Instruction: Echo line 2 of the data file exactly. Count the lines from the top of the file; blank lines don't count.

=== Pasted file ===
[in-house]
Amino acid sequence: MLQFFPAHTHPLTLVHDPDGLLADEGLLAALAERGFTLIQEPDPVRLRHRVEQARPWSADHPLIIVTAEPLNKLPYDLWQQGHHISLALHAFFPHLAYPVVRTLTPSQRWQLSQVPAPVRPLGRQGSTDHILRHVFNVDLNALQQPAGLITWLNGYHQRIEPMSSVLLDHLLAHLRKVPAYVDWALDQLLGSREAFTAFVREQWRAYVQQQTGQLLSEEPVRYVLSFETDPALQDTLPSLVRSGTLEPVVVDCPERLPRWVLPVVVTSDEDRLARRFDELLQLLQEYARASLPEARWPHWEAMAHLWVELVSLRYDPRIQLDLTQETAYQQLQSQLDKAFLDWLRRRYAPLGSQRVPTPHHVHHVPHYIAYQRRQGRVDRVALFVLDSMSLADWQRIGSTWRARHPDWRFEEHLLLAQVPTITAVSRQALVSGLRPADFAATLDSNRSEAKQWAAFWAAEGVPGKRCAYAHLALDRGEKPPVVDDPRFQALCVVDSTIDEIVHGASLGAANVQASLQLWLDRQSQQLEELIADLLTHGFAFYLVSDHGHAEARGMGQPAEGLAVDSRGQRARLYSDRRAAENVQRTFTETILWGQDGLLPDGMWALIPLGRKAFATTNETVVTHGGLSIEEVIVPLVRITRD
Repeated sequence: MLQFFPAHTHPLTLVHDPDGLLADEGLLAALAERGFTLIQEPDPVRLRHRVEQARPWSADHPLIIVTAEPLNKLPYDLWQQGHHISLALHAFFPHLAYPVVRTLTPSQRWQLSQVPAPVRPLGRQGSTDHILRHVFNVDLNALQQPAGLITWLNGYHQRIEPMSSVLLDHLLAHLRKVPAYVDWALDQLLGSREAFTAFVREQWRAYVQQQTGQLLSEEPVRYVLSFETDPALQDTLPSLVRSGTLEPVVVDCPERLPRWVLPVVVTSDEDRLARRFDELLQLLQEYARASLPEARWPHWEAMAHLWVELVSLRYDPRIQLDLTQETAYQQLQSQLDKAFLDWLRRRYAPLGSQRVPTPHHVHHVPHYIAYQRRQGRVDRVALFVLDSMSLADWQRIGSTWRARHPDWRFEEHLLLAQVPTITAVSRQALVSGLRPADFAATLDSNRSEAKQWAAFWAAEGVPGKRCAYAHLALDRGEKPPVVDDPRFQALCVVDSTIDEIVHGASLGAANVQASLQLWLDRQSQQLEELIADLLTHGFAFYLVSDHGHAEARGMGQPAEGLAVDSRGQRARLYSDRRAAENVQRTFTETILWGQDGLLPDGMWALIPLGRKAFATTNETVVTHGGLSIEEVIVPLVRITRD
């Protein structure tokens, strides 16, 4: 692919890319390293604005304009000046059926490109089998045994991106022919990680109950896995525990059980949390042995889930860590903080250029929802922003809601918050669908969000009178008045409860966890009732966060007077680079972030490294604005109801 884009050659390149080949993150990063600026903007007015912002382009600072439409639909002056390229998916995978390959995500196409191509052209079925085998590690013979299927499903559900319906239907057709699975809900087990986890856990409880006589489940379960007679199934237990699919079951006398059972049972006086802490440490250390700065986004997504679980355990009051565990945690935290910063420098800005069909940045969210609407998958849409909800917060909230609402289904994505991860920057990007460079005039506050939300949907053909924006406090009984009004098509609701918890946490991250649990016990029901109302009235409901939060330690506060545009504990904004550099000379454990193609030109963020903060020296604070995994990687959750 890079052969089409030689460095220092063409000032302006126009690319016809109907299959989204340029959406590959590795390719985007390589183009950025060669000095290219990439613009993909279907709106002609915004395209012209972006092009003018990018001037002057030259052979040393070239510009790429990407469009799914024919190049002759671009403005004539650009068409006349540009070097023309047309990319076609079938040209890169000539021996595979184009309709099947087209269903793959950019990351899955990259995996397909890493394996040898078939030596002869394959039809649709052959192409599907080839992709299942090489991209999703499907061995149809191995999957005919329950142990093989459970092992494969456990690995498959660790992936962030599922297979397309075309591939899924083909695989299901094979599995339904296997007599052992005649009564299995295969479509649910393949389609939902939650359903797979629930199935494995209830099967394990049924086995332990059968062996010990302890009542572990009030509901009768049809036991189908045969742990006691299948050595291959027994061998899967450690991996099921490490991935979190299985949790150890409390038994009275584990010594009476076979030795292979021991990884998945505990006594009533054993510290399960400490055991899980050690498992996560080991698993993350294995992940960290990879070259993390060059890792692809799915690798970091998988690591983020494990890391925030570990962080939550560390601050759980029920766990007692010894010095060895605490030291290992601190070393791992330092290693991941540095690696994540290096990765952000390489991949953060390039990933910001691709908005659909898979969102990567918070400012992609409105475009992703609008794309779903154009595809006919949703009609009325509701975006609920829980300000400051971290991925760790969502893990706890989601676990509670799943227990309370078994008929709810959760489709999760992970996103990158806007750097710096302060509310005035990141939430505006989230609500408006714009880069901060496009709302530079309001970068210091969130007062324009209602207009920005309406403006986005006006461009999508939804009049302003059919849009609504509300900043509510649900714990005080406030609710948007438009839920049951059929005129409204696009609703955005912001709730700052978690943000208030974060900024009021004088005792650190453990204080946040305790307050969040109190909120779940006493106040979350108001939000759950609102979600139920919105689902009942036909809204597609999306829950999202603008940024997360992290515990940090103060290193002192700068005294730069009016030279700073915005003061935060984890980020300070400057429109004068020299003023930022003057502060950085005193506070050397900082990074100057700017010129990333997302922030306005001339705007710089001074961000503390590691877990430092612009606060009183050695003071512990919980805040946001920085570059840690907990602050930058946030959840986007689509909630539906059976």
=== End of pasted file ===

Amino acid sequence: MLQFFPAHTHPLTLVHDPDGLLADEGLLAALAERGFTLIQEPDPVRLRHRVEQARPWSADHPLIIVTAEPLNKLPYDLWQQGHHISLALHAFFPHLAYPVVRTLTPSQRWQLSQVPAPVRPLGRQGSTDHILRHVFNVDLNALQQPAGLITWLNGYHQRIEPMSSVLLDHLLAHLRKVPAYVDWALDQLLGSREAFTAFVREQWRAYVQQQTGQLLSEEPVRYVLSFETDPALQDTLPSLVRSGTLEPVVVDCPERLPRWVLPVVVTSDEDRLARRFDELLQLLQEYARASLPEARWPHWEAMAHLWVELVSLRYDPRIQLDLTQETAYQQLQSQLDKAFLDWLRRRYAPLGSQRVPTPHHVHHVPHYIAYQRRQGRVDRVALFVLDSMSLADWQRIGSTWRARHPDWRFEEHLLLAQVPTITAVSRQALVSGLRPADFAATLDSNRSEAKQWAAFWAAEGVPGKRCAYAHLALDRGEKPPVVDDPRFQALCVVDSTIDEIVHGASLGAANVQASLQLWLDRQSQQLEELIADLLTHGFAFYLVSDHGHAEARGMGQPAEGLAVDSRGQRARLYSDRRAAENVQRTFTETILWGQDGLLPDGMWALIPLGRKAFATTNETVVTHGGLSIEEVIVPLVRITRD